The growing deficit between primary uranium supply from mines and the demand for nuclear power is a key driver for South Africa’s uranium-mining industry.
This is stated in the ‘Uranium Mining Industry Outlook in South Africa to 2015 – Reserves, Production, Uranium Mines, Regulations and Key Companies’ report published by business information company GlobalData.
“South Africa is planning to increase uranium production owing to the increasing demand for nuclear fuel from the Asia-Pacific region, especially from China and India. South Africa’s reliance on the mining industry for its economic development and the mining-friendly nature of the country are the other chief drivers for the growth of its uranium-mining industry.
“The market dynamics of uranium pricing owing to the spot price of uranium are acting as key barriers for the development of this sector in South Africa,” the report states.
GlobalData says the vast uranium deposits, and uranium recovered from gold tailings, provide opportunities for new players in South Africa’s uranium-mining industry.
The report also states that South Africa, being a developing economy, has been witnessing intense changes in its political structure, creating uncertainty and risks for various prospective investors.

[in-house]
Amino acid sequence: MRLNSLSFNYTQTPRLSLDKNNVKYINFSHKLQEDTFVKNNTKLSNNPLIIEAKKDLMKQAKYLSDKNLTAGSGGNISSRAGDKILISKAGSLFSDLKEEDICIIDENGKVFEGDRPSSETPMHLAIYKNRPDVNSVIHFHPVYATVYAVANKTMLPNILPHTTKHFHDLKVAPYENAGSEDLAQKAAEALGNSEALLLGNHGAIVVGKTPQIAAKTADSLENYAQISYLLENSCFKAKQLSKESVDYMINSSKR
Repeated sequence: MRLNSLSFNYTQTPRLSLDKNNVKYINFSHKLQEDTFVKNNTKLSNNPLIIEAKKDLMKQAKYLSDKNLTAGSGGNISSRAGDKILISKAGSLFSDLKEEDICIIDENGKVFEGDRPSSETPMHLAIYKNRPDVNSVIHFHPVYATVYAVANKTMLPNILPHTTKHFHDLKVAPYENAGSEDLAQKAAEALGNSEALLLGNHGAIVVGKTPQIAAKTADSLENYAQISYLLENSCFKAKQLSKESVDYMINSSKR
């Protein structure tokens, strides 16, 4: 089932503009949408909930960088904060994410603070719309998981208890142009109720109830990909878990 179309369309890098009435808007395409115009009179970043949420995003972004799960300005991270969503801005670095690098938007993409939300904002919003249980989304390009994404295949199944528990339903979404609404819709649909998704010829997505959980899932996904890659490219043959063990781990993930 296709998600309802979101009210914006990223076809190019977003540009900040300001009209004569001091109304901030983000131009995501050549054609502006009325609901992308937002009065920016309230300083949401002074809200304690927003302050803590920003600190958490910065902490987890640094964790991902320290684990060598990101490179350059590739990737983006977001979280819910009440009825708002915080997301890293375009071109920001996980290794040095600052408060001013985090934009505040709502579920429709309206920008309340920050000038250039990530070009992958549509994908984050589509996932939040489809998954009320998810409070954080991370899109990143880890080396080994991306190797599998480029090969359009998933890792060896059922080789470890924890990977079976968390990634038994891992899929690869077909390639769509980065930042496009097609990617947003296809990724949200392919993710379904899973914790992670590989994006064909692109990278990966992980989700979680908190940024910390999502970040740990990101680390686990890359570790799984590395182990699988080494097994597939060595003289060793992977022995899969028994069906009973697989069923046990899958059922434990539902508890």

“However, the country has vast deposits of minerals, such as gold and uranium. The country also has unexploited areas containing high-grade uranium ores and many low-grade ores, which have poten- tial for exploration. Thus, South Africa is a lucrative destination for miners looking to undertake uranium mining in the country.
“The uranium mineralisation in South Africa occurs along with gold deposits. Hence, South Africa presents numerous opportunities for gold miners to mine uranium by mining gold deposits, and also from the tailings of mines.”
South Africa’s uranium reserves of 433 895 t in 2009 place it in fifth position , contributing about 6,9% to the world’s total reserves and about 45,6% of the Middle East and Africa region’s total.
South Africa’s uranium production fluctuated between 2000 and 2009, when it produced about 798 t of uranium in 2000 and peaked at about 878 t in 2001, the report states.
From 2002, the country’s production showed a decreas- ing trend and reached about 573,5 t of uranium in 2008. However, uranium production marginally increased to about 547 t in 2007 from 536 t in 2006.